‘Pat knew his purpose in life’

Tillman turned down a three-year, $3.6 million contract with the Arizona Cardinals of the National Football League to enlist in the Army in May 2002 in the wake of the Sept. 11, 2001, terrorist attacks, which killed about 3,000 people in New York, Washington and Pennsylvania.

“My great grandfather was at Pearl Harbor, and a lot of my family has ... gone and fought in wars, and I really haven’t done a damn thing as far as laying myself on the line like that,” Tillman told NBC News in an interview the day after the attacks.

Tillman had played four seasons with the Cardinals, winning league-wide respect as a smart and hard-hitting, if somewhat small and slow, defensive safety before he enlisted with his younger brother Kevin.

Pat and Kevin Tillman — who also is a highly regarded athlete, having once been a minor league baseball prospect in the Cleveland Indians’ organization — denied requests for media coverage of their basic training and ultimate deployments. Army officials said at the time that they wanted no special treatment or attention but wanted to be considered soldiers doing their duty.

The brothers both successfully completed training for the Rangers, the Army’s elite infantry regiment. Pat Tillman was first deployed to Iraq in March 2003; it was not immediately clear when he was sent to Afghanistan, where he served in the same unit with his brother.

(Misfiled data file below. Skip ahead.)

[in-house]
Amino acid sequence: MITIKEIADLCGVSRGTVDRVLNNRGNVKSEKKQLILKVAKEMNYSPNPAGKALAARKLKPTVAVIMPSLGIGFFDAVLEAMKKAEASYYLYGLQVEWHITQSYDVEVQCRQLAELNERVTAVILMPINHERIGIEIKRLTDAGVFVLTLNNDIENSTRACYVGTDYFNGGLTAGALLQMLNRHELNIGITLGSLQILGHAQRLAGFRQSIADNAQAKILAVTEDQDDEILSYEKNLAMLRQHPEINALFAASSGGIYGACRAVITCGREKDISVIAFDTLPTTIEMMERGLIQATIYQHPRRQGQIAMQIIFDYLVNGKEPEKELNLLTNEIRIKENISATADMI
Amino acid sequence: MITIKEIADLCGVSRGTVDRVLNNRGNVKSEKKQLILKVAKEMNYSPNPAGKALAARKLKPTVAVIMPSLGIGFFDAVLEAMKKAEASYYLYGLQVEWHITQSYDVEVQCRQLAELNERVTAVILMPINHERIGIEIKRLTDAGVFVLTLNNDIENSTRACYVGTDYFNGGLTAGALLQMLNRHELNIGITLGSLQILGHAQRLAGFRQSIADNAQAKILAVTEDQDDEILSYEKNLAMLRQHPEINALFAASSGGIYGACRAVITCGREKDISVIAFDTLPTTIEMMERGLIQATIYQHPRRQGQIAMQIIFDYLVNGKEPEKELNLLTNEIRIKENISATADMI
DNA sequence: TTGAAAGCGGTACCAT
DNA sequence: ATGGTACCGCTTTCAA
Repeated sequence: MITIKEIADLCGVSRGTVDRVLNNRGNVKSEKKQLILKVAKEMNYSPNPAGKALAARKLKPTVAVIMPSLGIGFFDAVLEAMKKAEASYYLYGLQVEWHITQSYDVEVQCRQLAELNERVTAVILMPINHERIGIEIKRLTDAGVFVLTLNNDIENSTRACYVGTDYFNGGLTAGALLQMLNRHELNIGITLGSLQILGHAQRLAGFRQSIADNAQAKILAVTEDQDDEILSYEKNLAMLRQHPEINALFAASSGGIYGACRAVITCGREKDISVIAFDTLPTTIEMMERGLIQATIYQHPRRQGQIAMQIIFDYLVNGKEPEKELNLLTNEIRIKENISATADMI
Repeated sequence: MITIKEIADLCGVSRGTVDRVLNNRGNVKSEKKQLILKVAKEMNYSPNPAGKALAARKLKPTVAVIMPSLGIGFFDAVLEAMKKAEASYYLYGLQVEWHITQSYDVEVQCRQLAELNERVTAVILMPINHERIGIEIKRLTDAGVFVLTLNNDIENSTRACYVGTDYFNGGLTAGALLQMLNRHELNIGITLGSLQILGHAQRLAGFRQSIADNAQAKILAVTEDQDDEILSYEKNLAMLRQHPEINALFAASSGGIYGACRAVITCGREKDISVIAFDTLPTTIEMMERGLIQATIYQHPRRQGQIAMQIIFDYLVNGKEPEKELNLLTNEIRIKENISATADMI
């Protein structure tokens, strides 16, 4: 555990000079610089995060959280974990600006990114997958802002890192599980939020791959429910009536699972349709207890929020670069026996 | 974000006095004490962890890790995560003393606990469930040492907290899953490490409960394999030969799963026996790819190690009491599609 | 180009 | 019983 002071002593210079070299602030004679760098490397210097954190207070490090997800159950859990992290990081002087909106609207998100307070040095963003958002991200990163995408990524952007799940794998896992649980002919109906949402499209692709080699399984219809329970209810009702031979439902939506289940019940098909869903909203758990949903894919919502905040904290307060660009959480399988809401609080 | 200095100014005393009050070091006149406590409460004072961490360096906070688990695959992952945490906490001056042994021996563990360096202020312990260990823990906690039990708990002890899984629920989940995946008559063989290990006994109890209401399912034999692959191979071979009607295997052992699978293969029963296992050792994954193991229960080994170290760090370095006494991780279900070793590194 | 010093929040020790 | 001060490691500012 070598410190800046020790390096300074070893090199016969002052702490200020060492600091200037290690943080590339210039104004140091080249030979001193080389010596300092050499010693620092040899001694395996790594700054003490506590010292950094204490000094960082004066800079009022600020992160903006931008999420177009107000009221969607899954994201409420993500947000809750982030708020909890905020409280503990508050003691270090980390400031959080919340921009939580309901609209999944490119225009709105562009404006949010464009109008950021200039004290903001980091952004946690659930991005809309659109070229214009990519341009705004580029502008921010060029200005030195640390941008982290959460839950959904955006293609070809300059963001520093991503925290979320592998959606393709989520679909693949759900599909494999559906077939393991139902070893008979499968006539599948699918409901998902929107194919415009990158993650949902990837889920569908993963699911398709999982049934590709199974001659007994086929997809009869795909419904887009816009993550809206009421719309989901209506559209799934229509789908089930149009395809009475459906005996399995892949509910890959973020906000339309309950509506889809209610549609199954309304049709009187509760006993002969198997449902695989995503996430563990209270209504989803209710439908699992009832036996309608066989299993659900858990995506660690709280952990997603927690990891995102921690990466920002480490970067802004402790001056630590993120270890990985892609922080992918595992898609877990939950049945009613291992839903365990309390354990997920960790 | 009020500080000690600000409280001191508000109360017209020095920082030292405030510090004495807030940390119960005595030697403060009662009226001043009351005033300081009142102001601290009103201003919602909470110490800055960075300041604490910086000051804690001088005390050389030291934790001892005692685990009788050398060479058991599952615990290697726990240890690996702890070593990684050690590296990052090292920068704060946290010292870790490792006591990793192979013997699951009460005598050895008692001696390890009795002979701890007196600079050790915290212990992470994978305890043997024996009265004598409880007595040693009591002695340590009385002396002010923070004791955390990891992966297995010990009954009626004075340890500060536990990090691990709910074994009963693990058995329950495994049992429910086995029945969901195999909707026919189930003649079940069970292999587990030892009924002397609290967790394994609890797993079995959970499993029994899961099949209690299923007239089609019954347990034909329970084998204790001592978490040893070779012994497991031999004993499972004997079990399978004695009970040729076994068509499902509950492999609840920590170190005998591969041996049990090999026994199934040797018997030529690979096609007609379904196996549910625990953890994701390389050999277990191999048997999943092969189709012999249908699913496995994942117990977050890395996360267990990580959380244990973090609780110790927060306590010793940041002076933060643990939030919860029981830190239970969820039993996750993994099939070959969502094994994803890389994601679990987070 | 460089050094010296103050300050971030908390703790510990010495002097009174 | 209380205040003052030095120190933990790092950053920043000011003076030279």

“Pat knew his purpose in life,” said Dave McGinnis, Tillman’s former coach with the Cardinals. “He proudly walked away from a career in football to a greater calling.”

McGinnis said he felt both overwhelming sorrow and tremendous pride in Tillman, who he said “represented all that was good in sports.”

Tillman’s agent, Frank Bauer, once called him a deep and clear thinker who never valued material things. In 2001, his client turned down a $9 million, five-year offer sheet from the Super Bowl champions, the St. Louis Rams, out of loyalty to the Cardinals, and by joining the Army, he passed on millions of dollars more from the team.

“He is a hero,” said Michael Bidwill, vice president of the Cardinals. “He was a brave man. There are very few people who have the courage to do what he did, the courage to walk away from a professional sports career and make the ultimate sacrifice.”